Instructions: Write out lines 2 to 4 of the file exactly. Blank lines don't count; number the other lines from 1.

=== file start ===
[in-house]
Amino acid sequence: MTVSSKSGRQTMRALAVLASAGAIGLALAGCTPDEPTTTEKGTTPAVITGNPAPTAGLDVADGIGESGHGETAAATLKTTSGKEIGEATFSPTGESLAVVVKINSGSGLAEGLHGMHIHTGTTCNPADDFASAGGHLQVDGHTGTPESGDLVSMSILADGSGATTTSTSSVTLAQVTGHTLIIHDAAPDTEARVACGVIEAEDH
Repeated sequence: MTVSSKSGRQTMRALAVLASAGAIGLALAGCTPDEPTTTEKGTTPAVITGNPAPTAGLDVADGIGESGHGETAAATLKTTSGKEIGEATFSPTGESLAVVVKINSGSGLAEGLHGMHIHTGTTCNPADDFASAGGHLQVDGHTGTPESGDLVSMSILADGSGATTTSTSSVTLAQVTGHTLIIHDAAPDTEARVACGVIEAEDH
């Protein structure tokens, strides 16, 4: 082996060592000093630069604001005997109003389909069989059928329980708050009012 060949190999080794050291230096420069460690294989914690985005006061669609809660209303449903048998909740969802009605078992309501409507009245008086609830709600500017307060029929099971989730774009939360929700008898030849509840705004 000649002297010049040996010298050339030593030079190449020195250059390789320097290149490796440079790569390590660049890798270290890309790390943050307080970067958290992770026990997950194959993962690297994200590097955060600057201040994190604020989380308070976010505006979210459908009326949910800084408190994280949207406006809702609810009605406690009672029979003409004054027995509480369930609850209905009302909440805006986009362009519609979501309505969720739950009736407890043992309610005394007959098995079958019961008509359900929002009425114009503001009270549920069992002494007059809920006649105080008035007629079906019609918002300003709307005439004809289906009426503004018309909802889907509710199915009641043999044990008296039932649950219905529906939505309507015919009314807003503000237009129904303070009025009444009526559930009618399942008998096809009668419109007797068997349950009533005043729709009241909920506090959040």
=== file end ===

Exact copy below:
Amino acid sequence: MTVSSKSGRQTMRALAVLASAGAIGLALAGCTPDEPTTTEKGTTPAVITGNPAPTAGLDVADGIGESGHGETAAATLKTTSGKEIGEATFSPTGESLAVVVKINSGSGLAEGLHGMHIHTGTTCNPADDFASAGGHLQVDGHTGTPESGDLVSMSILADGSGATTTSTSSVTLAQVTGHTLIIHDAAPDTEARVACGVIEAEDH
Repeated sequence: MTVSSKSGRQTMRALAVLASAGAIGLALAGCTPDEPTTTEKGTTPAVITGNPAPTAGLDVADGIGESGHGETAAATLKTTSGKEIGEATFSPTGESLAVVVKINSGSGLAEGLHGMHIHTGTTCNPADDFASAGGHLQVDGHTGTPESGDLVSMSILADGSGATTTSTSSVTLAQVTGHTLIIHDAAPDTEARVACGVIEAEDH
């Protein structure tokens, strides 16, 4: 082996060592000093630069604001005997109003389909069989059928329980708050009012 060949190999080794050291230096420069460690294989914690985005006061669609809660209303449903048998909740969802009605078992309501409507009245008086609830709600500017307060029929099971989730774009939360929700008898030849509840705004 000649002297010049040996010298050339030593030079190449020195250059390789320097290149490796440079790569390590660049890798270290890309790390943050307080970067958290992770026990997950194959993962690297994200590097955060600057201040994190604020989380308070976010505006979210459908009326949910800084408190994280949207406006809702609810009605406690009672029979003409004054027995509480369930609850209905009302909440805006986009362009519609979501309505969720739950009736407890043992309610005394007959098995079958019961008509359900929002009425114009503001009270549920069992002494007059809920006649105080008035007629079906019609918002300003709307005439004809289906009426503004018309909802889907509710199915009641043999044990008296039932649950219905529906939505309507015919009314807003503000237009129904303070009025009444009526559930009618399942008998096809009668419109007797068997349950009533005043729709009241909920506090959040």